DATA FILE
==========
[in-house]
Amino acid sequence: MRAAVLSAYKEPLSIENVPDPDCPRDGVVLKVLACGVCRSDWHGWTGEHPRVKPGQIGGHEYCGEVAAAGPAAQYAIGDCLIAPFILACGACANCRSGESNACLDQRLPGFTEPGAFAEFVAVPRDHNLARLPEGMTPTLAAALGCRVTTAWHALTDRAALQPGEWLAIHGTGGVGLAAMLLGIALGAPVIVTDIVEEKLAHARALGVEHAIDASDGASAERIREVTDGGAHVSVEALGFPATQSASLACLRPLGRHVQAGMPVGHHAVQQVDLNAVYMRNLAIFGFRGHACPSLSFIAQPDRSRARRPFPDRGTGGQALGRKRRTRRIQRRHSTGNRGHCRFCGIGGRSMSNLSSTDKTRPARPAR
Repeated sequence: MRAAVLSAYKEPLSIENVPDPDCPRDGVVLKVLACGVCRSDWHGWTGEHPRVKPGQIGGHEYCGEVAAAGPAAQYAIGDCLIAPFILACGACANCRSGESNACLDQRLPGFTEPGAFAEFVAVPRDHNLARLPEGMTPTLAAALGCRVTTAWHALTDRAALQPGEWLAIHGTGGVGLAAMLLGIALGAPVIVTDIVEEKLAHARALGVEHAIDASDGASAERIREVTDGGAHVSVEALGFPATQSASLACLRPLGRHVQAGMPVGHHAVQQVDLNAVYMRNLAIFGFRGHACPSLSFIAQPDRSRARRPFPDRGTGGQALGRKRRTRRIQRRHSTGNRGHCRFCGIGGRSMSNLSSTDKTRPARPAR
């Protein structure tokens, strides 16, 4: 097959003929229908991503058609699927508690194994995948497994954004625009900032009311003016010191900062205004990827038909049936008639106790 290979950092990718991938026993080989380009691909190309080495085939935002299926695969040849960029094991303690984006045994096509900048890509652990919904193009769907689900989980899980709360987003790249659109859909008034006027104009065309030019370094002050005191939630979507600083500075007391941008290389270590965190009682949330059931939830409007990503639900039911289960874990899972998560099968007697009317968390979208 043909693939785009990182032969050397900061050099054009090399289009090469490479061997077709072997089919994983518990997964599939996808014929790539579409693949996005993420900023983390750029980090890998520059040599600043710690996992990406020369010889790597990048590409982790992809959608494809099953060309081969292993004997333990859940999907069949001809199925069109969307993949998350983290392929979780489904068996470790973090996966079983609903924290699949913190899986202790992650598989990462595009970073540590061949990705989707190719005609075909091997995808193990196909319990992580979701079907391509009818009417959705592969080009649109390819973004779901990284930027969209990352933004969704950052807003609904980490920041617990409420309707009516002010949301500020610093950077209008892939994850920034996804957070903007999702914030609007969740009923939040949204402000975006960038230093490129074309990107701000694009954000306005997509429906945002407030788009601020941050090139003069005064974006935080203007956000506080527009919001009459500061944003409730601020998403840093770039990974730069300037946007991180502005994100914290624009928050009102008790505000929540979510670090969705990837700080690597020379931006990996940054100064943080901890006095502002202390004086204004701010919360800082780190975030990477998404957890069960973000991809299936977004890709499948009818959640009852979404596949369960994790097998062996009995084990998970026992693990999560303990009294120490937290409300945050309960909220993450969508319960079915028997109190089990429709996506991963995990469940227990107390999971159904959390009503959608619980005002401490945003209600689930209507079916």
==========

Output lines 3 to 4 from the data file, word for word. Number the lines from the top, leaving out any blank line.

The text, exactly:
Repeated sequence: MRAAVLSAYKEPLSIENVPDPDCPRDGVVLKVLACGVCRSDWHGWTGEHPRVKPGQIGGHEYCGEVAAAGPAAQYAIGDCLIAPFILACGACANCRSGESNACLDQRLPGFTEPGAFAEFVAVPRDHNLARLPEGMTPTLAAALGCRVTTAWHALTDRAALQPGEWLAIHGTGGVGLAAMLLGIALGAPVIVTDIVEEKLAHARALGVEHAIDASDGASAERIREVTDGGAHVSVEALGFPATQSASLACLRPLGRHVQAGMPVGHHAVQQVDLNAVYMRNLAIFGFRGHACPSLSFIAQPDRSRARRPFPDRGTGGQALGRKRRTRRIQRRHSTGNRGHCRFCGIGGRSMSNLSSTDKTRPARPAR
């Protein structure tokens, strides 16, 4: 097959003929229908991503058609699927508690194994995948497994954004625009900032009311003016010191900062205004990827038909049936008639106790 290979950092990718991938026993080989380009691909190309080495085939935002299926695969040849960029094991303690984006045994096509900048890509652990919904193009769907689900989980899980709360987003790249659109859909008034006027104009065309030019370094002050005191939630979507600083500075007391941008290389270590965190009682949330059931939830409007990503639900039911289960874990899972998560099968007697009317968390979208 043909693939785009990182032969050397900061050099054009090399289009090469490479061997077709072997089919994983518990997964599939996808014929790539579409693949996005993420900023983390750029980090890998520059040599600043710690996992990406020369010889790597990048590409982790992809959608494809099953060309081969292993004997333990859940999907069949001809199925069109969307993949998350983290392929979780489904068996470790973090996966079983609903924290699949913190899986202790992650598989990462595009970073540590061949990705989707190719005609075909091997995808193990196909319990992580979701079907391509009818009417959705592969080009649109390819973004779901990284930027969209990352933004969704950052807003609904980490920041617990409420309707009516002010949301500020610093950077209008892939994850920034996804957070903007999702914030609007969740009923939040949204402000975006960038230093490129074309990107701000694009954000306005997509429906945002407030788009601020941050090139003069005064974006935080203007956000506080527009919001009459500061944003409730601020998403840093770039990974730069300037946007991180502005994100914290624009928050009102008790505000929540979510670090969705990837700080690597020379931006990996940054100064943080901890006095502002202390004086204004701010919360800082780190975030990477998404957890069960973000991809299936977004890709499948009818959640009852979404596949369960994790097998062996009995084990998970026992693990999560303990009294120490937290409300945050309960909220993450969508319960079915028997109190089990429709996506991963995990469940227990107390999971159904959390009503959608619980005002401490945003209600689930209507079916």